"I think I look at the difference at how I played then and now and describe it this way. I'm know I'm not a superhero and there's certain situations nobody should put themselves in," Russell said.
The "situations" Russell refers to include some of the decisions he made in his four-interception performance in the loss to Northwestern University in the Gator Bowl in January.
"Dak and I were going to a FCA (Fellowship of Christian Athletes) meeting in our old meeting room before we had the new facility and we saw our fall camp grades from the coaches from last season," Russell said. "It's amazing to see how much further along both of us are compared to just a year ago. It proves the development is still happening and you can always improve."
Russell is one of the most decorated passers in school history after only 17 career starts. He is the school's all-time leader in passing efficiency (136.38), and is one passing touchdown away from the school record for passing touchdowns. He also ranks seventh all-time in career total offense (4,691), sixth in passing yardage (4,566), seventh in completions (339), third in completion percentage (.575), and holds 11 single-season school records.
"One comforting factor for us (is) we're going to play in a big game early having a fifth-year senior quarterback like Tyler Russell, who knows what is expected in big games," MSU coach Dan Mullen said. "Him knowing what is expected as a leader when he steps out on the field is going to help us."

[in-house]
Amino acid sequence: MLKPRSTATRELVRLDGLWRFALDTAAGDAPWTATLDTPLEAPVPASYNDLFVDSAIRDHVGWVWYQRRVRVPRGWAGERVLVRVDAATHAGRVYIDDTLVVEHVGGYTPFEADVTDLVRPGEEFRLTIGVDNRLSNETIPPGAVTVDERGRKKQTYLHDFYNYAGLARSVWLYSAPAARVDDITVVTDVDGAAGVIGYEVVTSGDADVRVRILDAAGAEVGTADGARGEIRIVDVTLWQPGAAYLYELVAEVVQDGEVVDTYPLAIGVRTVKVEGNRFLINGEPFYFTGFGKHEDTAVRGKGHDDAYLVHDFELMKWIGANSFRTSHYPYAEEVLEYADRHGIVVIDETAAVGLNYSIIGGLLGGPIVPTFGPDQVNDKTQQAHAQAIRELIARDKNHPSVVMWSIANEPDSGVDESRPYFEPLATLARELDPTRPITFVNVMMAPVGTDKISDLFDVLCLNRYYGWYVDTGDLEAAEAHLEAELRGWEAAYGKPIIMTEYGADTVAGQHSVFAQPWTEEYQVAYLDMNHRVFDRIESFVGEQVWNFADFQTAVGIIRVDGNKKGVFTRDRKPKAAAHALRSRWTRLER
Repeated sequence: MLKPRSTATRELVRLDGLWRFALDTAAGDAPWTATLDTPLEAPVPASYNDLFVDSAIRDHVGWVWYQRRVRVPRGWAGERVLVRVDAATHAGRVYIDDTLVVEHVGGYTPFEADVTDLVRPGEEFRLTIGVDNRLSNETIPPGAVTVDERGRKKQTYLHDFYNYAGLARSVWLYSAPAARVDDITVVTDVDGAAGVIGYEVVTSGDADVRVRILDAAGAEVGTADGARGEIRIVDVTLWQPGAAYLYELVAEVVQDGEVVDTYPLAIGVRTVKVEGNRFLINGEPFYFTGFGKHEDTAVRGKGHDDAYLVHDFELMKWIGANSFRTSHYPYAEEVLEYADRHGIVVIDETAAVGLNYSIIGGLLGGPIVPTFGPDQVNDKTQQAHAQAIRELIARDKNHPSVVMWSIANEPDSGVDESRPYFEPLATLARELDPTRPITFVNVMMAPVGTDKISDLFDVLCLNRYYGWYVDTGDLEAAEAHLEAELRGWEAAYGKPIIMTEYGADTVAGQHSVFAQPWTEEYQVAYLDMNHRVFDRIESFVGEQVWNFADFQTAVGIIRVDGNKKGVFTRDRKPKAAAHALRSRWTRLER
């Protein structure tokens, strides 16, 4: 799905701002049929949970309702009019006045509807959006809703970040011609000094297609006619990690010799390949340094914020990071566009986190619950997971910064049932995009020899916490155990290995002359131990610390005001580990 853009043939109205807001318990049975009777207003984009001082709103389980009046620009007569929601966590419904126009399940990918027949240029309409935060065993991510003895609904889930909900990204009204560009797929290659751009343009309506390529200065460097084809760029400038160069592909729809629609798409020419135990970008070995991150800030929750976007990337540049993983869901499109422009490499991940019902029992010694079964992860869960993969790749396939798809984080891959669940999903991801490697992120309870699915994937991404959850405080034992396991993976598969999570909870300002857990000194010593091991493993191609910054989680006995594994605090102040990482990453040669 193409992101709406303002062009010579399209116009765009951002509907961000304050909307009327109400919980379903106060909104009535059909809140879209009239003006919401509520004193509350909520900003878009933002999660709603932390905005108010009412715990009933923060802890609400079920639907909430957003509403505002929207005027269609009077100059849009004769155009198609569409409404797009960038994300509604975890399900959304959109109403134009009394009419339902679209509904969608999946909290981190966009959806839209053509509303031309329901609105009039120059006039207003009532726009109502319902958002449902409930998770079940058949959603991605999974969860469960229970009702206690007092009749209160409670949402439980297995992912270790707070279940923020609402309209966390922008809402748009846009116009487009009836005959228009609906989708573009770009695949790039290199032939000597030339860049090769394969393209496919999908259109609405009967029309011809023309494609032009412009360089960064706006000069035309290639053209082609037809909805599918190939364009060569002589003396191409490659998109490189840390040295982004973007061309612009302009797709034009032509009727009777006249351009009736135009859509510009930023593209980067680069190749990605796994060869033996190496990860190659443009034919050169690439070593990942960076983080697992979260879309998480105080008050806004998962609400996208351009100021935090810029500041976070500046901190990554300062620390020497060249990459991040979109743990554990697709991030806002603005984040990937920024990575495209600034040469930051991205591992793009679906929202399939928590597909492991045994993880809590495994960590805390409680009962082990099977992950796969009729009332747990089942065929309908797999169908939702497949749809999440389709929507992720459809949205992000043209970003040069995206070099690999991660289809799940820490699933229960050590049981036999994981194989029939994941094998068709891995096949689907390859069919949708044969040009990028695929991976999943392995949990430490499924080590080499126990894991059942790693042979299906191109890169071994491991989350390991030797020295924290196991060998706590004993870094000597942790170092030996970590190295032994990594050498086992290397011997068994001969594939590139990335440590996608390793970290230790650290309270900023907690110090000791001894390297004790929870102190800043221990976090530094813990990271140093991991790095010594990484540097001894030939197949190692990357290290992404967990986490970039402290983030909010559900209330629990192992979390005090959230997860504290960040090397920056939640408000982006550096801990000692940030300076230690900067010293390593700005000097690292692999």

Russell's maturation and his ability to see the big picture showed itself earlier this month on a play in practice. With so many new faces at wide receiver, Russell has felt the need to point out a defensive nuance, but he hasn't out of leadership.
"There will be times I can see a mistake coming and where I should go over and say to a receiver, 'OK, this is going to happen, so remember to do this on your route,' but I don't because I want them to see it," Russell said. "I want them to see it develop before I say something as they're coming back to the huddle. What's the worst thing that'll happen in this practice? We have to run it again? Big deal."
There also have been times in training camp when Russell has shown he has taken the lessons from the meeting room and translated them to the field.
"Like today in practice where I checked into something that had nothing to do at all scheme wise with the two plays coach Koenning handed me before the snap," Russell said. "I remembered this one concept and thing from our film session that day and my audible worked, so everybody was happy."
When asked about Russell's audible in Tuesday's practice, Koenning said it was a perfect example of Russell's maturation.
"That's what we call player development," Koenning said. "If I can get my quarterback to be on the same page as me, coach Mullen and the other 10 guys he's on the field with, heck you, me, the guy in the fourth row can call plays for us. The result will be the same."